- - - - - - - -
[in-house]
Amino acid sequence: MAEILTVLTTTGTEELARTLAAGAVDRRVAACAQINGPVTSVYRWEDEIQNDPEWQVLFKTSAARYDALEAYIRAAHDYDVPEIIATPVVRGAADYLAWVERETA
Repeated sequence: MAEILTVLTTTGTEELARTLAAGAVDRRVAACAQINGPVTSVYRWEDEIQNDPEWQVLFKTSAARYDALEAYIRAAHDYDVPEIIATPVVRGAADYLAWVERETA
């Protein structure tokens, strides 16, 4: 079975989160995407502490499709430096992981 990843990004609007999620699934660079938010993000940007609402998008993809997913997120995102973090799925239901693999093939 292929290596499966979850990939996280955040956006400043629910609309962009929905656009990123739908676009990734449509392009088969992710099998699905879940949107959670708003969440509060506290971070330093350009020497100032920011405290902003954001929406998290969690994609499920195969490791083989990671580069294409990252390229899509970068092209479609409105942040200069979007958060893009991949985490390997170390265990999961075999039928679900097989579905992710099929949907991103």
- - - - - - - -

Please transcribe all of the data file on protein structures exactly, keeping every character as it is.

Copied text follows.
[in-house]
Amino acid sequence: MAEILTVLTTTGTEELARTLAAGAVDRRVAACAQINGPVTSVYRWEDEIQNDPEWQVLFKTSAARYDALEAYIRAAHDYDVPEIIATPVVRGAADYLAWVERETA
Repeated sequence: MAEILTVLTTTGTEELARTLAAGAVDRRVAACAQINGPVTSVYRWEDEIQNDPEWQVLFKTSAARYDALEAYIRAAHDYDVPEIIATPVVRGAADYLAWVERETA
């Protein structure tokens, strides 16, 4: 079975989160995407502490499709430096992981 990843990004609007999620699934660079938010993000940007609402998008993809997913997120995102973090799925239901693999093939 292929290596499966979850990939996280955040956006400043629910609309962009929905656009990123739908676009990734449509392009088969992710099998699905879940949107959670708003969440509060506290971070330093350009020497100032920011405290902003954001929406998290969690994609499920195969490791083989990671580069294409990252390229899509970068092209479609409105942040200069979007958060893009991949985490390997170390265990999961075999039928679900097989579905992710099929949907991103």